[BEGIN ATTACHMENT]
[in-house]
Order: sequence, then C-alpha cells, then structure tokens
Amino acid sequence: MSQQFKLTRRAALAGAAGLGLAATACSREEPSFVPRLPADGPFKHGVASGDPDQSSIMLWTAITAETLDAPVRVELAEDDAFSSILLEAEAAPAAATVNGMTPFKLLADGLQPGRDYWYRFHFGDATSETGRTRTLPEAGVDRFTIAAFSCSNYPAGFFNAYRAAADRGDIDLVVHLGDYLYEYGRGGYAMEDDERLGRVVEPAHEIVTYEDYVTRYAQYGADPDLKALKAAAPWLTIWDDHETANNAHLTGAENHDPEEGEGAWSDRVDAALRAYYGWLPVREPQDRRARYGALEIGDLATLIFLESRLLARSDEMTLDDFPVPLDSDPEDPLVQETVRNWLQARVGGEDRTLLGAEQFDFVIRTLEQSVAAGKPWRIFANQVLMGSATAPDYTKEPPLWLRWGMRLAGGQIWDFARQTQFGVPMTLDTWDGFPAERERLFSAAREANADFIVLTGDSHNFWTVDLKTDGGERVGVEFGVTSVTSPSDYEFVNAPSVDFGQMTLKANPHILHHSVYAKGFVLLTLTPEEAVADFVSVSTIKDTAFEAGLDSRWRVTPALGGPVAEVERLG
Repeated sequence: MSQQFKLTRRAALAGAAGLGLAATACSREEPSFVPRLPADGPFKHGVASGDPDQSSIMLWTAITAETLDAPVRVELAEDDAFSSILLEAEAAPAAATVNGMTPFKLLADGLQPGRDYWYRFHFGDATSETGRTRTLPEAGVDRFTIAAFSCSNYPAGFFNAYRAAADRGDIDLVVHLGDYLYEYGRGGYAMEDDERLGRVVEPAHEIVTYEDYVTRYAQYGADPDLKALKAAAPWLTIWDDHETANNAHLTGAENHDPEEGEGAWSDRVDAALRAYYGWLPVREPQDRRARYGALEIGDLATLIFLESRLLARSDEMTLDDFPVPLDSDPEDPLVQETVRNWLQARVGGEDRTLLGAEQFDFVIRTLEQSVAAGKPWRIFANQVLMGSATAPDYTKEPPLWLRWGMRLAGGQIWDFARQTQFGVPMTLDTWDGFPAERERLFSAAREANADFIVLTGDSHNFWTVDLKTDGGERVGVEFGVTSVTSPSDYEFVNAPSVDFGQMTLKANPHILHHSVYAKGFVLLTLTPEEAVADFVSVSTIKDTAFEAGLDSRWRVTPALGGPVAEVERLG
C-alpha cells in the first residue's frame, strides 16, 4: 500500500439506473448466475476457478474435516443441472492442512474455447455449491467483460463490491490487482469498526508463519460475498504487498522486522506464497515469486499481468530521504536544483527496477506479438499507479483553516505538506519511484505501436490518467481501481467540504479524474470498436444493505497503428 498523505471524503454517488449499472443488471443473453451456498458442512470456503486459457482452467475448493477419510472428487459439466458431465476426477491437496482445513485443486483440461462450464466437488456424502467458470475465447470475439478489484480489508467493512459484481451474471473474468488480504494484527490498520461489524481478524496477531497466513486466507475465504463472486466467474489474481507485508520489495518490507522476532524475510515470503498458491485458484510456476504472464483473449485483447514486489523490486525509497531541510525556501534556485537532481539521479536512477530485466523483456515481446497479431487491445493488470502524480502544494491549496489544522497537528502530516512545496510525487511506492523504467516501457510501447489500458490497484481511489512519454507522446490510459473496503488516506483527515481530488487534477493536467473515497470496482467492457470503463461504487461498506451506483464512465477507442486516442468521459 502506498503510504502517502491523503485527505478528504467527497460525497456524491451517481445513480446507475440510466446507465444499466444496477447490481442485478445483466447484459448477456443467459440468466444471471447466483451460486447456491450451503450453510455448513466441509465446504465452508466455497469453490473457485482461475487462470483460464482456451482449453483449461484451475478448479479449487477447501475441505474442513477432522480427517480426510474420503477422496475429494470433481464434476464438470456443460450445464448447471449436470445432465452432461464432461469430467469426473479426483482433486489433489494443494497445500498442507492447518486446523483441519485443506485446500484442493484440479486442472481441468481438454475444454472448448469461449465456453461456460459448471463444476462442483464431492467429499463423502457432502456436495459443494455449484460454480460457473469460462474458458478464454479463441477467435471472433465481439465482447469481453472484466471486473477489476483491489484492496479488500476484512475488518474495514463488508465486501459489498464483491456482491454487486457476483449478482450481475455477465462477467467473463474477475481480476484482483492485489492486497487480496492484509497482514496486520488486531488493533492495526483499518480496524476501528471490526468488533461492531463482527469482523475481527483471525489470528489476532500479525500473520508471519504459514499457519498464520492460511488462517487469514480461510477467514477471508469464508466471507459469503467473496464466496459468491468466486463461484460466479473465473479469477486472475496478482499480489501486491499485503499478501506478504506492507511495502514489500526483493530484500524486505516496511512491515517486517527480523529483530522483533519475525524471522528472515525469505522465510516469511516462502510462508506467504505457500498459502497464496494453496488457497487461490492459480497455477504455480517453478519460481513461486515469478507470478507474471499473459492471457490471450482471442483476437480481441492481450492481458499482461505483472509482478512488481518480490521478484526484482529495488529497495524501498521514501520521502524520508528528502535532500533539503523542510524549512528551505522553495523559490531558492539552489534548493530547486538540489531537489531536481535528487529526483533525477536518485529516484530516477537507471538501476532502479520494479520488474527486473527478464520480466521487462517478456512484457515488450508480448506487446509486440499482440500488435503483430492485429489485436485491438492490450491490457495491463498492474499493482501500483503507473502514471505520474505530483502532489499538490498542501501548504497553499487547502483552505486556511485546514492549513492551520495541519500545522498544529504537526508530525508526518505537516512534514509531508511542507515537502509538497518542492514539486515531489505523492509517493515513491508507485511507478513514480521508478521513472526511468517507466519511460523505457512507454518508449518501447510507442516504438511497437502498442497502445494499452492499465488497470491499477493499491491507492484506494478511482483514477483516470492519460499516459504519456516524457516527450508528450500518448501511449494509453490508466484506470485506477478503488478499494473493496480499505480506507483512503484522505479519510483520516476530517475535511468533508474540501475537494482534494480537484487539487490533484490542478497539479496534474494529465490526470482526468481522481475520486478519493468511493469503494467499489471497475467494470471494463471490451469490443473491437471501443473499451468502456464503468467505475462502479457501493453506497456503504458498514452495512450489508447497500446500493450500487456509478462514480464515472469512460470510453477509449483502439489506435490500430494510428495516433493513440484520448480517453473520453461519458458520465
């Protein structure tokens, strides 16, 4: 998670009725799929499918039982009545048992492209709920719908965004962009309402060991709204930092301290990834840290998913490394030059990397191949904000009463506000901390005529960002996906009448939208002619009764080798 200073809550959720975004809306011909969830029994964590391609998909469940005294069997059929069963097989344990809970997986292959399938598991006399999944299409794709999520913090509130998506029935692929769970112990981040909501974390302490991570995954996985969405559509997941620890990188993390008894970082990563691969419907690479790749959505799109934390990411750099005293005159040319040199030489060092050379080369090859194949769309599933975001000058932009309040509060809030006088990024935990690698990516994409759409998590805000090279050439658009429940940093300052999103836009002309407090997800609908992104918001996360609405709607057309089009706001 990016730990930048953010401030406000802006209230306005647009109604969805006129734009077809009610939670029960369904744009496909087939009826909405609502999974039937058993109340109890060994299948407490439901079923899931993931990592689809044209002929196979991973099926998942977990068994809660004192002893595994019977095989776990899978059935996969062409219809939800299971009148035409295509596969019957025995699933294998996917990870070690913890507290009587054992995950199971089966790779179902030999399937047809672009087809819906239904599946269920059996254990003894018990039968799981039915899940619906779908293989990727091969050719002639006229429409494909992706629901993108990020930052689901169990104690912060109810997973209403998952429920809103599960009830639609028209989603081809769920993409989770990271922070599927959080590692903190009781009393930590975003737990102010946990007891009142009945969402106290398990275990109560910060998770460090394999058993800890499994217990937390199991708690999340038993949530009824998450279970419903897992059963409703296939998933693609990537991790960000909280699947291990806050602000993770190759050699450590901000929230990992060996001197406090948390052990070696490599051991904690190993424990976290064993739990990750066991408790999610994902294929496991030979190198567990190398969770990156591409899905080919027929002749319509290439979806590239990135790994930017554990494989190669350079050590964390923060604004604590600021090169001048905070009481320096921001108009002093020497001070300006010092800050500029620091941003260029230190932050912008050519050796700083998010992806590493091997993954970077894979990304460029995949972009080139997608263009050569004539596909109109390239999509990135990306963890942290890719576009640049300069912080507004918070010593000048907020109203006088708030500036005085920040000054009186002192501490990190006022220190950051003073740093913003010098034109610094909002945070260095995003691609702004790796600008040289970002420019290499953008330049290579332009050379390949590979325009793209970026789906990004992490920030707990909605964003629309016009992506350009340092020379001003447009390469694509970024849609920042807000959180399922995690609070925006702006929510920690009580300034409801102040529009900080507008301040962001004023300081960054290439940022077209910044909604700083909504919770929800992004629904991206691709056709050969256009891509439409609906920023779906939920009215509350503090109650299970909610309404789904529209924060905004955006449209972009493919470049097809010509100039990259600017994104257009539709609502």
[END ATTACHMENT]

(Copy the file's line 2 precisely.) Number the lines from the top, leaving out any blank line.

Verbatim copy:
Order: sequence, then C-alpha cells, then structure tokens